Is There Anything We Should Know About the House?

  • Market Insight 15 August 2023 15 August 2023
  • North America

  • Real Estate

On May 30, 2023, the Supreme Court of Yukon released a decision in Lavoie vs. Ewert,2023 YKSC 25—a dispute that involves multiple alleged hidden defects in a newly purchased home.

Case Context
A home was built between fall 1992 and spring 1993 by an original contractor, and nearly 30 years later that home has brought them to the courthouse. The case in question is ongoing and was bought by the plaintiffs in 2021 who allege that their house had many defects at the moment of purchase, including black mould, structural problems and a fox issue that make the property uninhabitable. Alongside the original contractor stand the other co-defendants: the previous owners, the real estate agent who sold the home to the plaintiffs (i.e., the new owners), the inspector hired to evaluate its state and the municipality. 

Upon the purchase of the home, the plaintiffs allegedly inquired of their real estate agent: “Is there anything we should know about this house?” to which they were supposedly told, “No, nothing.” Later, the plaintiffs entered an agreement with a house inspector who had to check the house for any issues. The allegation is that inspector found no significant problems with the property. However, the plaintiffs allege that the following defects were present in the residential property at the time of the purchase agreement and make their house unfit for its intended use:

  • Unapproved renovations by previous owners
  • Carpenter ants
  • Black mould
  • Structural problems
  • Water damage
  • Presence of foxes and fox dens

How Many Foxes are Too Many Foxes?
While several defects are alleged, a significant one to the plaintiffs is the fox issue. The previous owners had supposedly spoken about a pleasant fox sighting from time to time around their property to the real estate agent. During the final walk-through, it was allegedly mentioned that there are foxes who play around the yard and have a den nearby. While this may sound something akin to a Disney movie, the plaintiffs were not of the same whimsical opinion as the previous owners. Instead, the plaintiffs allege that the issue brings unwanted foxes to their door, as well as fox pathogens viruses, bacteria, parasites and diseases (including the mystical sounding “echinococcus granulosus infection”)—all of which the new homeowners consider a threat. 

How the Court contends with the fox issue will be an interesting one to watch. Do a fox and its litter of kits pose a threat and should it be included in the list of home defects? Or will it be found that the presence of this fox and its kits truly constitutes a simple pleasant occasional sighting?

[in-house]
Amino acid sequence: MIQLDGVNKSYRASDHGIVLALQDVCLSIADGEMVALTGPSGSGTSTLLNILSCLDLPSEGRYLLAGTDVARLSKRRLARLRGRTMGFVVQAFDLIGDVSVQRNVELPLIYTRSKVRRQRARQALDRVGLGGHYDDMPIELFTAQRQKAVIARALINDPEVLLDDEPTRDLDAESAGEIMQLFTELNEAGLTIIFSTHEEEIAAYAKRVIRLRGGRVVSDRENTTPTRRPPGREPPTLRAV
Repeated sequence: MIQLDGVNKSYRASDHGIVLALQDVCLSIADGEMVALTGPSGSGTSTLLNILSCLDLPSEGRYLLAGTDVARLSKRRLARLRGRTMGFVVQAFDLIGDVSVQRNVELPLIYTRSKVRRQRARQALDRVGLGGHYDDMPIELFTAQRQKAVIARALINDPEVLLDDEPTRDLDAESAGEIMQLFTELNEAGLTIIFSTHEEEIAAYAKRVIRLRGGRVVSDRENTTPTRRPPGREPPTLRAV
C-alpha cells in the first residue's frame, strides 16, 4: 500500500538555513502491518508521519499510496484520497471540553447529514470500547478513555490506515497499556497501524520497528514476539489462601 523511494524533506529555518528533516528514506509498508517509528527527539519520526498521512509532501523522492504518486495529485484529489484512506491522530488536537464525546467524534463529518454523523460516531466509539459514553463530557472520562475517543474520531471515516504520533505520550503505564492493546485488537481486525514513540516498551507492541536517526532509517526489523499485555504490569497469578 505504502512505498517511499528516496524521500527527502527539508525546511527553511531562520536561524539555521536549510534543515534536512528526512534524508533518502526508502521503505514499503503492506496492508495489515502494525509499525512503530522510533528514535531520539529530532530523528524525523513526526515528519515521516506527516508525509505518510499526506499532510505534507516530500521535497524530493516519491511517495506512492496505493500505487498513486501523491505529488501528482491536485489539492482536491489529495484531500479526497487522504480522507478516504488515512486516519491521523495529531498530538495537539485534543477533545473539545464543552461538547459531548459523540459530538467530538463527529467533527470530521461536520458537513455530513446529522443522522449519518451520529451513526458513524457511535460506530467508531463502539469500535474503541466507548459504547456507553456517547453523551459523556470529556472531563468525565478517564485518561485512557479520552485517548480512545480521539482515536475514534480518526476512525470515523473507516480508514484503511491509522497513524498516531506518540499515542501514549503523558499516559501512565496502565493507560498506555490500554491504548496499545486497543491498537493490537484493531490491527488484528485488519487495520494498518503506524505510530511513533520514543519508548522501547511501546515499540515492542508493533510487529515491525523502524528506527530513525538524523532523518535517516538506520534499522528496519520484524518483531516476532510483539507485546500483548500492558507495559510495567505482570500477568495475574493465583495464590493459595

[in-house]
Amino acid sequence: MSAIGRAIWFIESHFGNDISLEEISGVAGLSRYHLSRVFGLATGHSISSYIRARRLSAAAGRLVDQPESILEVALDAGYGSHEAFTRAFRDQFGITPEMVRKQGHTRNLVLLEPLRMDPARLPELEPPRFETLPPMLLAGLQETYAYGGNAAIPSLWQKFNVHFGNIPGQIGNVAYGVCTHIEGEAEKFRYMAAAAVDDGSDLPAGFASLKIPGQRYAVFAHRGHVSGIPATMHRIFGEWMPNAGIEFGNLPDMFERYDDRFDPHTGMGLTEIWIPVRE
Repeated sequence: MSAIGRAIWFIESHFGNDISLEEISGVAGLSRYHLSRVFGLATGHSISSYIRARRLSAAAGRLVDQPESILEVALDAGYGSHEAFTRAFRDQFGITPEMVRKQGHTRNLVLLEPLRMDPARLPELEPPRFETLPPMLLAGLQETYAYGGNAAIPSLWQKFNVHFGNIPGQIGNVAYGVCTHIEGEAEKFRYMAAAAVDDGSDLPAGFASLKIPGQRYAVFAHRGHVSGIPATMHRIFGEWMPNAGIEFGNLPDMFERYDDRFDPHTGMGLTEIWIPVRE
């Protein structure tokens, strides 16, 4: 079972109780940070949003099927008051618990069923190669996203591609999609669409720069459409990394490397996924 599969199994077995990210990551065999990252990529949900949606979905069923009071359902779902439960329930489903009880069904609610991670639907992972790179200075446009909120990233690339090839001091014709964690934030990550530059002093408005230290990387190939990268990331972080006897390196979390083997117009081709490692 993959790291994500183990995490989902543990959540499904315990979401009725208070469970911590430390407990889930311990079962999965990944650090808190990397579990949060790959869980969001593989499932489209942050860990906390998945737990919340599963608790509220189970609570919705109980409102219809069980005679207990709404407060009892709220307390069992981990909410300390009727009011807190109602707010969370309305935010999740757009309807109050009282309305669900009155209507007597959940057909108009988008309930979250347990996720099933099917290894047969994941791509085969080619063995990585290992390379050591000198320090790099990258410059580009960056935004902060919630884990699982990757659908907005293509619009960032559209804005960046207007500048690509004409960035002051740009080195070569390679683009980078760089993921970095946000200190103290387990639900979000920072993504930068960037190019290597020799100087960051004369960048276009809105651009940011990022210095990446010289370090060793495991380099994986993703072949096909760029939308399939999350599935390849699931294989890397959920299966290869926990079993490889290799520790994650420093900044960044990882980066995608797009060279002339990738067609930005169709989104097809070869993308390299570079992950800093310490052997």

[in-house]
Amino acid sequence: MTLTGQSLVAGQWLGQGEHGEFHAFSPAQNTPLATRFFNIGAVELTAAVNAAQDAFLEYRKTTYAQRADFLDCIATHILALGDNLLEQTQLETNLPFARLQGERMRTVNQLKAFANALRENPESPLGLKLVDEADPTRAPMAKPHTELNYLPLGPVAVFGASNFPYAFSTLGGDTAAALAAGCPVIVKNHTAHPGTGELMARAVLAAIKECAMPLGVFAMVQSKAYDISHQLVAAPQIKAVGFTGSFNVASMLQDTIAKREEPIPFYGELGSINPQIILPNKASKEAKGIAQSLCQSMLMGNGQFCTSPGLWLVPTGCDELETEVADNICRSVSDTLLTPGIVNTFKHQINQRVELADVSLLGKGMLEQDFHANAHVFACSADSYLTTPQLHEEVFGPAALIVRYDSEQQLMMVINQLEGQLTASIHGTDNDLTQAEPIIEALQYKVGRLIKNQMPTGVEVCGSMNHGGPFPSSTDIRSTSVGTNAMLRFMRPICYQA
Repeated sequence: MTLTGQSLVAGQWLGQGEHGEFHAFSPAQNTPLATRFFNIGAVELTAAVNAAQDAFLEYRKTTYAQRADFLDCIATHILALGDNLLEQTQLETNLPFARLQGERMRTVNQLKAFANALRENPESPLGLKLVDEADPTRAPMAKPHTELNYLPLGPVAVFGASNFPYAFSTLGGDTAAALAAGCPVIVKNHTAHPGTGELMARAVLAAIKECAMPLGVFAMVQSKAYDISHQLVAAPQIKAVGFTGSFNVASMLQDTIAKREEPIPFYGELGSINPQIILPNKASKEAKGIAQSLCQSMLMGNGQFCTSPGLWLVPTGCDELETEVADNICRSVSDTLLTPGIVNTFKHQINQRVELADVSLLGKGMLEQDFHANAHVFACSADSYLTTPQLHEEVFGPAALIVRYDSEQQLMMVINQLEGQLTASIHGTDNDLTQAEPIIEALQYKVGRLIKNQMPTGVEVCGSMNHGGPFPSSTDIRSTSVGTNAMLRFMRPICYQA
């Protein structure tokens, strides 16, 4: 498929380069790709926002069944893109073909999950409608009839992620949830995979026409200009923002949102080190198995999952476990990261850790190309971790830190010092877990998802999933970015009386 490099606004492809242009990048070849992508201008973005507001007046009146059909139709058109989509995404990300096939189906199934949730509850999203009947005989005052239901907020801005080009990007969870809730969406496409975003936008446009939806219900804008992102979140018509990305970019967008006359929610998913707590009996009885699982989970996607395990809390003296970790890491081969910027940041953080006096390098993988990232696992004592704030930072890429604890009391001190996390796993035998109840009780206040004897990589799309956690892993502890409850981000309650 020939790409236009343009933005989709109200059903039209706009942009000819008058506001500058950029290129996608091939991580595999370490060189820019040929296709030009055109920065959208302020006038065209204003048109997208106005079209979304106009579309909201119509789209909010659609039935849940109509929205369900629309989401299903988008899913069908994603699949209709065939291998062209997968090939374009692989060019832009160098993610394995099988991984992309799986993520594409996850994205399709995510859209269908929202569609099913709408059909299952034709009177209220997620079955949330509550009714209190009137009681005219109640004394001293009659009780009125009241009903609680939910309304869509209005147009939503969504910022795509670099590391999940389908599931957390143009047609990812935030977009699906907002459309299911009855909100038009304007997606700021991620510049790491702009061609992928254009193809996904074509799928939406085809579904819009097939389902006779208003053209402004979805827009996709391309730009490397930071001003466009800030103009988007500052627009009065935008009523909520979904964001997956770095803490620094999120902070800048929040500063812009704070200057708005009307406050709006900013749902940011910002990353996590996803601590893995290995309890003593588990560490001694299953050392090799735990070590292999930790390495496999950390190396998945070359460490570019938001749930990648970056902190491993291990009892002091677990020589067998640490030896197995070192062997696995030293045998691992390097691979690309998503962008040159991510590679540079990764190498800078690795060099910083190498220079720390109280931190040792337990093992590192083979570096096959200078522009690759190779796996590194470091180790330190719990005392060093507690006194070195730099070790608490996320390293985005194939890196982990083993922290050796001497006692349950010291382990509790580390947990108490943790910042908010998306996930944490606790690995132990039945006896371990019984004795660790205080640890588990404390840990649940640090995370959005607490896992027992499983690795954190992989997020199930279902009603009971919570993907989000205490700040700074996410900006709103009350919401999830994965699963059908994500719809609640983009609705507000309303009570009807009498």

A Single Issue by Summary Trial
The original contractor submitted an application for a summary trial to have the claims against them dismissed. The plaintiffs have responded by bringing an application of their own, seeking that the original contractor be barred from dismissing the initial application, because the relief sought is not suitable for a summary trial. 

According to the Supreme Court Rules in Yukon, there is allowance for single issues to be resolved by summary trial. It is noted that the Court must use special caution to resolve only one issue in such a fashion, as some negative outcomes could arise:

  • Case could proceed in a piecemeal fashion
  • Delays and unnecessary expenditure of resources could be caused
  • Multiple appeals could ensue
  • Interlinking of facts and issues may not be readily apparent when questions are presented in isolation

To determine whether a single-issue application was appropriate, the Court considered

  • whether necessary findings of fact can be made;
  • the nature and complexity of the issues;
  • the costs to the Court system and the parties.

      1. Findings of Fact

The Court determined that the facts were few and mostly agreed upon. Little evidence was needed, no credibility findings were to be made and no legal conclusions were heavily reliant on findings of fact. These factors all pointed to a summary trial being appropriate. 

       2. Nature and Complexity of the Issues

The original contractor does not have complex arguments, and there is case law addressing similar issues. Since the question of discoverability is not related to the other issues in this litigation, it was found that this factor was satisfied and supports proceeding by way of summary trial. 

       3. Costs to the Court System and the Parties

It was found that resolving the single issue by way of summary trial would not cause delay or impose additional unreasonable costs to the parties. In fact, it could lead to efficiencies for those involved. Should this single issue be resolved at summary trial, then the original contractor would no longer be a party in the action, which would remove them from the full trial if they were to be successful. 

The Court found that since the facts and issues involved were not complex—and that some efficiencies would be gained if a summary trial were held—, a summary trial was indeed appropriate. Be that as it may, the original contractor’s application for summary dismissal was rejected by the Court, and the litigation will continue.

Should you have any questions or need further information on this insight or on related matters, please contact Don Dear, K.C., in our Calgary office.


Additional authors:

Andrew Reith, Summer Law Student

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